Is Embedding Infringement? MPAA Sues Two Sites

from the we-may-find-out dept

While we still need to wait for the end result of the YouTube/Viacom case to learn whether hosting infringing videos is infringement itself, there's another open question about whether or not linking to or embedding infringing videos is also infringing. It seems difficult to understand how it could be infringing, as it's no different than pointing someone to freely available content (and, technically, linking and embedding are no different at all -- it's just some HTML). The person (or computer) doing the linking or embedding has no idea whether the content being linked or embedded is infringing -- and it seems reasonable to believe that if it's available online, there's nothing wrong with linking to it.

Yet, here we have the MPAA suing two sites that both link to and embed various movies. The two sites in question, FOMD (Found Online Movie Database) and MovieRumor, don't host the movies themselves. They merely point people to various movies that are publicly available online. It would seem like a rather drastic stretch of copyright law to claim that is also infringement, but don't be too surprised at how this will be argued. The MPAA will play on emotional, rather than rational, arguments -- and it may actually work, given some similar cases in the past.

Filed Under: copyright, embedding, fair use, legal issues, linking
Companies: fomd, movierumor, mpaa


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  1. identicon
    Player911, 30 Jul 2008 @ 11:07am

    Lame

    Most videos have watermarks with the original creators logo.

    I think what most of this is referring to is ripping off movie clips and posting it. One example of this are sites like porntube, where posters are taking copyrighted material and creating minute streams, then uploading them to a public medium. That process becomes illegal once you copy the source.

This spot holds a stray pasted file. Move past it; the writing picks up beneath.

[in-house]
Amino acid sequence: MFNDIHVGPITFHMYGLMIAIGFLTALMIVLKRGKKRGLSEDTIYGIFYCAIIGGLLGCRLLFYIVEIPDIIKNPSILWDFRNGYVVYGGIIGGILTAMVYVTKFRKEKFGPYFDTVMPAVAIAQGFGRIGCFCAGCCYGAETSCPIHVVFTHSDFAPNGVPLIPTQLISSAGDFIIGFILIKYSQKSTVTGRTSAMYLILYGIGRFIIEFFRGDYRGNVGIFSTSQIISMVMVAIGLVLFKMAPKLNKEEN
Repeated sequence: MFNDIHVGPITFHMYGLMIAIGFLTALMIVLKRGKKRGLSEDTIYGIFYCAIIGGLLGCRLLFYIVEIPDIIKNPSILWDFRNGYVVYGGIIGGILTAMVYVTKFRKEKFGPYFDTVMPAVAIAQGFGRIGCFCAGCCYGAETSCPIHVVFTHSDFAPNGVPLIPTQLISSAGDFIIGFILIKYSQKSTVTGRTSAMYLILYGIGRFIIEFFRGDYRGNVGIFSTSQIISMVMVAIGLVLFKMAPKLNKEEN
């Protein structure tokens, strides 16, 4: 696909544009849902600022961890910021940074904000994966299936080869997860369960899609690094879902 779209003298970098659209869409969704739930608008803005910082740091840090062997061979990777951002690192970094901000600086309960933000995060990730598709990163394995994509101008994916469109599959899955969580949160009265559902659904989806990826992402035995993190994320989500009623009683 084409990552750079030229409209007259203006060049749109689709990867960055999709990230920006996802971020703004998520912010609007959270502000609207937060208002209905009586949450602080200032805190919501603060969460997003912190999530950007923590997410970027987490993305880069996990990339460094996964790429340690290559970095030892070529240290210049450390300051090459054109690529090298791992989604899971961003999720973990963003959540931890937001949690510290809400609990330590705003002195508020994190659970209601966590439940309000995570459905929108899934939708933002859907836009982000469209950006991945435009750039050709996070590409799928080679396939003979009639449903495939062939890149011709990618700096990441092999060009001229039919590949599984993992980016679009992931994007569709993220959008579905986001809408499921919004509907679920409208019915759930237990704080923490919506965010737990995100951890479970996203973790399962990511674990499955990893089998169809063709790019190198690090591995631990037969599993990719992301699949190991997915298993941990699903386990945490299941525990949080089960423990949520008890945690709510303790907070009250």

But simply taking a youtube video and creating a blog post saying, "Hey check out this funny video"... is perfectly fine. In fact it is encouraged to provide web traffic to their site. Most video's even provide the embedded code once the video ends.

    I don't know why the MPAA or RIAA are even allowed to operate. All they do are harass citizens of this country. They are so money hungry to feed their own pockets that they don't care what they do. Obviously these guys haven't the least amount of knowledge about how the internet world works. The internet has grown popular because it is free and open source. Anything on the web should become common knowledge that it would be freely available to anyone.

    You don't put something on the web that you don't want used. If the someone wants their video secured to their name, then overlay a watermark or adhere a small icon on the corner of the video like all so many television stations do.

    I think the MPAA and the RIAA are a bunch of old men who can't even figure out how to set the clock on their VCR's, let alone control the distribution of digital media across a global network.

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